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A beautiful young obon dancer
A beautiful young obon dancer
A beautiful young obon dancer
A beautiful young obon dancer
Pictured above... a lovely young obon dancer
Photos and Text by Mark Vallen ©

Since I live and work in Los Angeles, I always attend the annual Nisei Week Festival (Nisei are U.S. born offspring of native Japanese immigrants). During the month of August, the Japanese American community of L.A. celebrates O-bon... when the souls of the deceased come back to this world to visit us. The highlight of the celebration comes when everyone is invited to join the o-bon folk dance to honor and console the dead ancestors.

The Nisei Week Festival is timed to coincide with the Japanese festival of O-bon, and is celebrated with art exhibits, food, music, crafts, parades and much more. The festival always attracts many thousands of people to L.A.'s historic Little Tokyo disctrict. I'm very pleased to be able to share my O-bon /Nisei Week photographs with you... taken during the celebrations of 2000, 2001, and 2002.

Carrying the portable Shrine
Carrying the portable Shrine
This photo is from the 1997 Nisei Week Matsuri and shows members of the community carrying the o-mikoshi. (mikoshi means portable Shrine - the "o" is an honorific). The mikoshi houses the kami (God) of the village, and carrying the Shrine through the town brings good fortune!
Dozens of people carry and dance the heavy mikoshi through the streets, and at the end of the ritual journey, a barrel of sake (rice wine) is opened to please the kami and also to refresh the crowd of revelers!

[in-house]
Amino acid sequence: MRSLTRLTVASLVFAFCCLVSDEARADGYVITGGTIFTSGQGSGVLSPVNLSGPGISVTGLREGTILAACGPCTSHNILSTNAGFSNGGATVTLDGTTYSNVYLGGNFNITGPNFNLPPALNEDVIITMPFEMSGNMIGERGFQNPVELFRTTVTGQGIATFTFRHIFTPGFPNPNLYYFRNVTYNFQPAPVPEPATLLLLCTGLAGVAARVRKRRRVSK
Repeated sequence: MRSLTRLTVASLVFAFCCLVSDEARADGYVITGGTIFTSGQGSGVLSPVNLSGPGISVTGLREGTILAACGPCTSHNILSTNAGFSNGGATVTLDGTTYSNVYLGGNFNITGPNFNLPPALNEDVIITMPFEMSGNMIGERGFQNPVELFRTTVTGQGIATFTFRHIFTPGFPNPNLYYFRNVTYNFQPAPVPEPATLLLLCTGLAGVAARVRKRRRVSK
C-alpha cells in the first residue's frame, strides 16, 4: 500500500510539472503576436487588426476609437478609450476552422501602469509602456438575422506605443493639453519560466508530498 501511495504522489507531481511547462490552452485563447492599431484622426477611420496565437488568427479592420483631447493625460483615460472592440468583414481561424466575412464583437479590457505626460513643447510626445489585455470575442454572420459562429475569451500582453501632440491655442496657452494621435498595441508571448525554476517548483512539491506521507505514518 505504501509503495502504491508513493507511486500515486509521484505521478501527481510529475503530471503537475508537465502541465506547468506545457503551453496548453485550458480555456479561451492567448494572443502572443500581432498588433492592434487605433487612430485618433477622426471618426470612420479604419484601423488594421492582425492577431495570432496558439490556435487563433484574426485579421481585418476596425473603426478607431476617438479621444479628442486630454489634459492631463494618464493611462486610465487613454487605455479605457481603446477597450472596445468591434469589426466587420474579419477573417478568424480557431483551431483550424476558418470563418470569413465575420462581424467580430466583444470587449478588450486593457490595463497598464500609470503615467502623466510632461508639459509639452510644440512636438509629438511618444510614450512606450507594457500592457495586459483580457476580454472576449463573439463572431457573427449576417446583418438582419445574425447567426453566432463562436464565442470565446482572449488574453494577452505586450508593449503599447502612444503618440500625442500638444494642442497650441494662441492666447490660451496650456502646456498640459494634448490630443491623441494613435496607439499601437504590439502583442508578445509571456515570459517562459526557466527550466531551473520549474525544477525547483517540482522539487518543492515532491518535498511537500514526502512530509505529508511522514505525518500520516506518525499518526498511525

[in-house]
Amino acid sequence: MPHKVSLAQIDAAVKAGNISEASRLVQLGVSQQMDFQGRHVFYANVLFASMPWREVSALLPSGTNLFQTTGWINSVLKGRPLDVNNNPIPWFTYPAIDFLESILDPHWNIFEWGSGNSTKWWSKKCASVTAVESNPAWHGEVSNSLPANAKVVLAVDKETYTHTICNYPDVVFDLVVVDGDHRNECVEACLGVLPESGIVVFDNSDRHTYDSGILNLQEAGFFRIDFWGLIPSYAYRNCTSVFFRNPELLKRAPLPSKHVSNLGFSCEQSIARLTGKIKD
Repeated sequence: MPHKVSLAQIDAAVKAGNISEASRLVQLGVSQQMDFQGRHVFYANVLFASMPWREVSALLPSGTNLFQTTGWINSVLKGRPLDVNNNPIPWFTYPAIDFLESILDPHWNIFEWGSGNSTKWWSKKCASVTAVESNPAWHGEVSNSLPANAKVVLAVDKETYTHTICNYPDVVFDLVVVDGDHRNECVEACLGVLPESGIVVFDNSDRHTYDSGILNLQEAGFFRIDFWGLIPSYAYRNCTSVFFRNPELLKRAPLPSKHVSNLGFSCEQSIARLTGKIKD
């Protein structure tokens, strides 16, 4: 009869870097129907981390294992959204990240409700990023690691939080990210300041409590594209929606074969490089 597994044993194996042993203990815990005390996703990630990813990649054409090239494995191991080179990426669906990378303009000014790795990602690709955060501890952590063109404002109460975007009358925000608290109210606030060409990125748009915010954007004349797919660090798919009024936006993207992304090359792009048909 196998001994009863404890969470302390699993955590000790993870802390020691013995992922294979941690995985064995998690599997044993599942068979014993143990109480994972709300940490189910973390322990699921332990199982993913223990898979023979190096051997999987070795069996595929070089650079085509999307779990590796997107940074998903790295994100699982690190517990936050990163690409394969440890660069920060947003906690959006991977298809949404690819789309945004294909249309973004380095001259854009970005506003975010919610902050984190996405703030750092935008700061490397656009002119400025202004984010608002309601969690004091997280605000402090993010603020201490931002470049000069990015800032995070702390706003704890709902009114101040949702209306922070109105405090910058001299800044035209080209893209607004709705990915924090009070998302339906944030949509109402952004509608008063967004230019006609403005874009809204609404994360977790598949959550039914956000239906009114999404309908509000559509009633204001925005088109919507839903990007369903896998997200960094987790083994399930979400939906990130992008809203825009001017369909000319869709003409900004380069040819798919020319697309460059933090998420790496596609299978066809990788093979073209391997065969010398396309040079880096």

Carrying the portable Shrine
Carrying the portable Shrine
Mounted Archer on parade
Mounted Archer on parade

In 1998, the Nisei Week matsuri had as its honored guests, thirty four members of the Iimori Shrine Toryu Yabusame. The ancient art of Yabusame (archery from horseback) is part of bushido, or the way of the warrior. The martial discipline started some 800 years ago under the reign of the Samurai class, but it also had a religious connotation.

Yabusame was a contest that challenged a mounted archer to hit three targets while riding a galloping horse. The military significance of such a skill is evident, but the act of hitting the target also symbolizes harmony between heaven and earth.

Yabusame has been practiced for hundreds of years in Japan, but today the ritual archery is mostly seen only at special events associated with various Shinto Shrines. The troupe that attended the '98 Nisei Week Festival is from the Iimori Shrine in Fukoka City, and the archery was perfomed by Shinto Priests and the archers who train them.

The troupe participated in the Nisei Week Parade (where these photos were taken), but later gave an exhibition of their skills at the Los Angeles Equestrian Event Center. Co-sponsored by the L.A. Kyudo Kai (kyudo is traditional Japanese archery), the event attracted nearly 2,000 people.

Shinto Priest and Archer
Shinto Priest and Archer
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